New Jersey Governor Phil Murphy finally delivered on a 2017 campaign promise when he signed legislation Monday that legalizes cannabis for adults, decriminalizes the possession of up to six ounces of the drug, and codifies criminal justice reforms that will change the the way police officers interact with underage criminals. .
Despite New Jersey’s deep blue political backdrop and strong tail winds in support of the Reagan-era drug policy relaxation, Murphy, a progressive Democrat, came close to rejecting the measures.
Adult use is endorsed by the state’s two most powerful legislators, and three months ago, 67 percent of the state’s voters backed a constitutional amendment that says New Jerseyans 21 and older should be able to sell and consume cannabis.
Even so, New Jersey’s three-year odyssey toward a regulated cannabis market nearly stalled due to disagreements between Murphy, leading Democrats, and leaders of the Black and Latino legislatures on how to penalize children who have been caught with a loose joint.
“There is no one who has supported these efforts who does not recognize that this process has taken much longer than anticipated, but it is certainly better to do things right rather than quickly,” Murphy said during a news conference Monday, thanking Legislators Democrats who “kept working and talking even when things stopped.”
Murphy’s comments came an hour after the noon deadline to take action on a legalization measure. NJ A21 (20R) and a decriminalization bill NJ A1897 (20R), which were posted to his desk on December 17. It wasn’t until the Legislature passed a third bill Monday morning addressing penalties for minors. NJ A5342 (20R)/NJ S3454 (20R) – with only 20 minutes to spare – that Murphy put his signature on all three.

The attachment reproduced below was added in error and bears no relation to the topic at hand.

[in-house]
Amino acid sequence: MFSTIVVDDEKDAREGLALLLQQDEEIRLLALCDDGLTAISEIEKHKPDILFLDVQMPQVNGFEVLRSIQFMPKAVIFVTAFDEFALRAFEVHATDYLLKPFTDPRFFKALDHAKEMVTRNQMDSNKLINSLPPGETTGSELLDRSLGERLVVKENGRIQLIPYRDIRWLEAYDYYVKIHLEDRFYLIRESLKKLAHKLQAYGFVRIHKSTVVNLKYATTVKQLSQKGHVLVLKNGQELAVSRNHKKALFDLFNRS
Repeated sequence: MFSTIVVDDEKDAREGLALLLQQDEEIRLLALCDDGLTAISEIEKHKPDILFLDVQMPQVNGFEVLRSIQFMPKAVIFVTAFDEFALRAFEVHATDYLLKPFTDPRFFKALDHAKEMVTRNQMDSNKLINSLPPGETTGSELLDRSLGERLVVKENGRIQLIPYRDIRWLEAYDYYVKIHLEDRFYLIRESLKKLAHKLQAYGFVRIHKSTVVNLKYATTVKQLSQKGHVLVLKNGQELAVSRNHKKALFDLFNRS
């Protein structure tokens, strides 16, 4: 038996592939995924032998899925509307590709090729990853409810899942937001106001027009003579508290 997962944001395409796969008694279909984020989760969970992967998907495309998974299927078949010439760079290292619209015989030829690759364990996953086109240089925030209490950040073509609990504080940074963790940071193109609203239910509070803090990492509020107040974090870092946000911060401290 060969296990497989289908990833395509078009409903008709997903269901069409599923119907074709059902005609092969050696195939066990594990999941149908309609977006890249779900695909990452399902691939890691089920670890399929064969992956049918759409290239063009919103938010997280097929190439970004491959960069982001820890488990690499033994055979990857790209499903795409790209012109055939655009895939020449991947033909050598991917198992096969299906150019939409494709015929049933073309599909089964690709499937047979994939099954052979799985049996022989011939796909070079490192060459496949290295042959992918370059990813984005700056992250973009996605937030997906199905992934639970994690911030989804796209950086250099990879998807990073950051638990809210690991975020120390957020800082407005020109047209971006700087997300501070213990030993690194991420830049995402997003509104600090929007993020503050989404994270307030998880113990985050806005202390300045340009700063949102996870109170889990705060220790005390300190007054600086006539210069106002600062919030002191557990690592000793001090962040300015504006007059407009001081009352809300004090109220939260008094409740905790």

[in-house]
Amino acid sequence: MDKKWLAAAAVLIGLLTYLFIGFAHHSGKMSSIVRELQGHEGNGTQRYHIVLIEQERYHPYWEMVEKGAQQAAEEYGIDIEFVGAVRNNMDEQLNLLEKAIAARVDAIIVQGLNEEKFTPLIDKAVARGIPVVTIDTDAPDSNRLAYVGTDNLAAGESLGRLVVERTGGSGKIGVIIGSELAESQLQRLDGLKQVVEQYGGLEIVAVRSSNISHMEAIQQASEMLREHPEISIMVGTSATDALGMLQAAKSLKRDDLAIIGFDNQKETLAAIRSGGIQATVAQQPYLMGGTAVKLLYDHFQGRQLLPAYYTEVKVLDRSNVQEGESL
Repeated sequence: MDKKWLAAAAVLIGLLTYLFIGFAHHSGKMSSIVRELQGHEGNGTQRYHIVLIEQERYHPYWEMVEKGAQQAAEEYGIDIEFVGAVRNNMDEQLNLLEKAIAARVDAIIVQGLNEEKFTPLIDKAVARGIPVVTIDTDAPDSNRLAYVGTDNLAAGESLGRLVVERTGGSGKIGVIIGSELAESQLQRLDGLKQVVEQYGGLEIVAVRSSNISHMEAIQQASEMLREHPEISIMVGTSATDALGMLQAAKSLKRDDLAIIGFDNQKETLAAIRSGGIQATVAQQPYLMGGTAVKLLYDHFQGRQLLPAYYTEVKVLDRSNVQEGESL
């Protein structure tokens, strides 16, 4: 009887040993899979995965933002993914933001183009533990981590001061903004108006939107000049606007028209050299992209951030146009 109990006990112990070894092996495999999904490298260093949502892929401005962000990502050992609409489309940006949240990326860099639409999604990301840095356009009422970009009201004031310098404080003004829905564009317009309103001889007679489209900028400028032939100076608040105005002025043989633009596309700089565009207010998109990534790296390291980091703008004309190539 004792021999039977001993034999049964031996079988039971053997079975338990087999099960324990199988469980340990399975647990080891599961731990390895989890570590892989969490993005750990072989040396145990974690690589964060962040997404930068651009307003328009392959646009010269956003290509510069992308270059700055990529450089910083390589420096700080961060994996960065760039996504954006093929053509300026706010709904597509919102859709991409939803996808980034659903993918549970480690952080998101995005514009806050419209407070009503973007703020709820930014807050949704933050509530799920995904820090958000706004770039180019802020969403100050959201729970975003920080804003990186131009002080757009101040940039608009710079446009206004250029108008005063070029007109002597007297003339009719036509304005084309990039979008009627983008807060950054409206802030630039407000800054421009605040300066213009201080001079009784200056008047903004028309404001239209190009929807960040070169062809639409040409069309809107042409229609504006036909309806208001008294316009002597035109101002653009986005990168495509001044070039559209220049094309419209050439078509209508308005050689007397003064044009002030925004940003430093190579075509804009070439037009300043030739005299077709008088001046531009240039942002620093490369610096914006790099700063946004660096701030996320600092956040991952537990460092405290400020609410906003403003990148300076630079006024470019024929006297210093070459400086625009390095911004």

Thus, New Jersey became the 15th state to approve cannabis for recreational purposes.
“This process may have had its ups and downs, but it is ending in the right place,” said the governor.
The “right place” is not liked by almost everyone involved.
“Nobody is happy and nothing is perfect. And let’s not let the pursuit of the perfect be the enemy of the good, ”said Senator Nicholas Scutari (D-Union), lead sponsor of the cannabis bills, shortly before the upper house voted, 12-23, to send the bill. to the governor. “This is an issue that we must leave behind.”
The lengthy debate over juvenile penalties paralyzed the Legislature. The Assembly twice delayed scheduled quorums to provide more leads for negotiations, frustrating lawmakers who thought they had finished working on cannabis legislation when they sent legalization and decriminalization bills to Murphy in December.
Although Murphy’s team had worked closely with lawmakers on the legalization and decriminalization bills, it wasn’t until after their passage that administration officials discovered inconsistencies in the legislation that they interpreted as legalizing cannabis for children. .
Under the legalization bill, those under the age of 21 caught with less than 1 ounce of cannabis could be charged with a misdemeanor offense of disorderly conduct. But the decriminalization bill removed penalties for those under 21 who are caught in possession of marijuana, a term that would only apply to illicit products.
Some in the Legislature insisted those decisions were deliberate, noting that they would discourage police interactions within minority communities where drug laws are disproportionately enforced. Murphy responded by telling reporters that “no one, including yours, has ever talked about the legalization of marijuana, recreational marijuana for children. That has never been on the cards. “
Shortly before the New Year, the administration requested that lawmakers pass a third “cleanup” bill that would clarify penalties for minors, prompting more than two months of intense negotiations that collapsed repeatedly as the state’s Democratic leaders struggled to reach consensus on how to discourage underage drug use without being overly punitive.